Donald Sterling’s lawyers had vacation plans and a wedding anniversary, so there won’t be a ruling in the probate hearing to determine whether the sale of the Los Angeles Clippers to Steve Ballmer was legitimate until July 28 at the earliest.
Superior Court Judge Michael Levanas called a recess Thursday in California probate court. The trial will resume July 21 and closing arguments are expected July 28.
Ballmer submitted a record $2 billion bid to buy the Clippers to Shelly Sterling after her husband approved a plan that allowed her to negotiate an expedited sale of the team. Though Ballmer’s bid is set to expire July 15, it contains a provision that allows for a 30-day extension as long as progress is being made in the deal. Ballmer’s lawyer Adam Streisand told ESPN he was confident in the proceedings. If Levanas rules that Shelly did not have authority to sell the team acting as a trustee of the Sterling Family Trust, or if the Ballmer deal dissolves for some other reason before Sept. 15, the NBA could auction the team.
Shelly testified Thursday that Donald was “happy” with the sale — before he changed his mind. He supported her efforts to facilitate the Clippers fire sale to avoid being pushed out of the league with little say. But Donald refused to sign the papers approving it once Ballmer submitted the winning bid. Shelly testified that he screamed and cursed at her when she presented him with the contract. “He was uncontrollable,” she said. After the sale, Donald retroactively dissolved the trust, which set the couple up for big potential financial problems, according to ESPN.
The Sterlings borrowed $500 million in bank loans against the trust, but now that it no longer exists, creditors are circling. Without approval of the sale, the Sterlings could be forced to sell off their property holdings to pay back the loans.
Earlier in the week, two doctors testified that Sterling was showing early signs of Alzheimer’s disease. “I never thought he would sue me for doing something he asked me to do,” Shelly told the court. “I never thought this would happen.”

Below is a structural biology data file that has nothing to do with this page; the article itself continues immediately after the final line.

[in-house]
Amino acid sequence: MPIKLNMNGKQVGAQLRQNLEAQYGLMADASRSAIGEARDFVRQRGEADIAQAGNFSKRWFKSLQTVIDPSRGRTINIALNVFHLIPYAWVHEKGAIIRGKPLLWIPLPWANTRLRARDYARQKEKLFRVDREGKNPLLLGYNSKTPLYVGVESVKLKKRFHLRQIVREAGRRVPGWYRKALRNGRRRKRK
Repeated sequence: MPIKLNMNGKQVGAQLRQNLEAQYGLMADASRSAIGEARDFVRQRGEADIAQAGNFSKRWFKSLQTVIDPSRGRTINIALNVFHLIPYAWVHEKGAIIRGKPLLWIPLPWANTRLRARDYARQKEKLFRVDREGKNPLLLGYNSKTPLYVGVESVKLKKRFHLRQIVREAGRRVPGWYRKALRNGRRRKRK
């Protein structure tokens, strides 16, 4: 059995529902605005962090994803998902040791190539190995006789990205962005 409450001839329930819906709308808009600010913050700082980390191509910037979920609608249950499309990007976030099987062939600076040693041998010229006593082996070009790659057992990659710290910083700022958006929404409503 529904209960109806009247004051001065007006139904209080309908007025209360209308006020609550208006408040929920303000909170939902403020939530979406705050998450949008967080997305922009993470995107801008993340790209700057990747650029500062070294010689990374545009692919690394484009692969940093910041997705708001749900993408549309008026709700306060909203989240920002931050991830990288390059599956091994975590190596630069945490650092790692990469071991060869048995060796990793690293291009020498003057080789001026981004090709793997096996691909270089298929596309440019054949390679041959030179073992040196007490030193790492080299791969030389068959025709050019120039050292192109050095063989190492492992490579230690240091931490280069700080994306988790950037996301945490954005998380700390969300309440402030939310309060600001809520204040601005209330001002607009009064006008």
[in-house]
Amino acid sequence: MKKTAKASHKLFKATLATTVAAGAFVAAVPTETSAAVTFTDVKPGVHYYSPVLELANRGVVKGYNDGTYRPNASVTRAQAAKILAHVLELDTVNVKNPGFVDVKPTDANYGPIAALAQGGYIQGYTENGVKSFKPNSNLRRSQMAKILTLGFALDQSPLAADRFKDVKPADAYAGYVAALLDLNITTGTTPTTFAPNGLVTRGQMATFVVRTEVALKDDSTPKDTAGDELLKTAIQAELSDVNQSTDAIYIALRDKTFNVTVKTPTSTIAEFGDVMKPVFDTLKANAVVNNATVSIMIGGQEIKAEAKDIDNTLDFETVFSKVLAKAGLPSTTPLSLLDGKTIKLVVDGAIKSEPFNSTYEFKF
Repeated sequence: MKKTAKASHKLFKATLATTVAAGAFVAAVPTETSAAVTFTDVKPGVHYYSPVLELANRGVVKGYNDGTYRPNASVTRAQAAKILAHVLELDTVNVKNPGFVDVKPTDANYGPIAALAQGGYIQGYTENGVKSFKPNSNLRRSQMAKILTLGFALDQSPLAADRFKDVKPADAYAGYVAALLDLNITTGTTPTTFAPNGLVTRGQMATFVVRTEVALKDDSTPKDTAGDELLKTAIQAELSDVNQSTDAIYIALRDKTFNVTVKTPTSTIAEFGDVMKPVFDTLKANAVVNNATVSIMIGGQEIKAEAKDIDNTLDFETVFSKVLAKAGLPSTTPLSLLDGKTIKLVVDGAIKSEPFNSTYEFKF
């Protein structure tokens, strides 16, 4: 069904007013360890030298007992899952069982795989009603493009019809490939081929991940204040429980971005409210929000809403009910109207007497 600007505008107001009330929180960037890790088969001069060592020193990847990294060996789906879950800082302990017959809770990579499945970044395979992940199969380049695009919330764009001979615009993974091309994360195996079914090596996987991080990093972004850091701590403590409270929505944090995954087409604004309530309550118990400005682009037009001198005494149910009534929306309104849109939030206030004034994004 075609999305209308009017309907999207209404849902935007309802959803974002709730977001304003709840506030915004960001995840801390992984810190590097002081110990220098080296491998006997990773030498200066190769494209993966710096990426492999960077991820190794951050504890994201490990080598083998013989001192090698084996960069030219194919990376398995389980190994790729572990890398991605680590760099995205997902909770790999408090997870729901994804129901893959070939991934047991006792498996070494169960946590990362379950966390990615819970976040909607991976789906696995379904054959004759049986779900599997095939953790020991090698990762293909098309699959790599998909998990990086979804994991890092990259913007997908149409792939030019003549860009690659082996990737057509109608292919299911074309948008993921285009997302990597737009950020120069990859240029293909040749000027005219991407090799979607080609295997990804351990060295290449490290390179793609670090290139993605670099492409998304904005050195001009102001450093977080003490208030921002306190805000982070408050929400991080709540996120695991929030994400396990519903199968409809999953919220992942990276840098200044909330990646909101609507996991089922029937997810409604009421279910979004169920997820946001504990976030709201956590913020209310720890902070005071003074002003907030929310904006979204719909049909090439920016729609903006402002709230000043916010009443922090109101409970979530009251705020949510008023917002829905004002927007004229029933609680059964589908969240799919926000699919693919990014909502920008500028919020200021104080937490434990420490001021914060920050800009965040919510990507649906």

On Wednesday, an embittered Sterling took the stand and told the courtroom that he would be suing the NBA until the day he dies. He called the league “the worst corporation in America,” and said “everyone will find out how terrible and dishonest they are,” according to USA Today. He had words about league commissioner Adam Silver, who fined him $2.5 million and banned him from the league after Sterling admitted to Silver that he’d made racist statements that were recorded and released to TMZ.
“This guy’s been in office all of 60 days, and he’s going to show the world he’s not going to permit racism,” Sterling said. “But I’m not a racist. I love all people.”
Sterling was combative during the second day of the trial, and the third showed little improvement. After she testified Wednesday, Donald told Shelly “stay away from me, you pig” as she walked to a chair near her husband. Levanas told Sterling: “Please don’t make any comments about your wife. That’s somewhat disturbing.”
Though they have been widely described as estranged, Shelly told the court she was Donald’s only caregiver and she thought her husband’s mental competence needed to be evaluated after seeing his interview with Anderson Cooper. “He’s been getting more forgetful,” she said. “He’s slurring his words. He’s agitated a lot. He gets mad for no particular reason. He’s just not the same person he used to be.”
When asked if they were separated, she answered, “Sort of.”
After her testimony Thursday, one of Shelly’s attorneys, Pierce O’Donnell, said he was sure the deal would go through.
“Shelly is trying to get the sale done,” O’Donnell said. “She’s doing the right thing. The offer for $2 billion for this team may never come again. The fact of the matter is that she was trying to see if she could work accommodations. But there are no accommodations with Donald Sterling behaving the way he is.”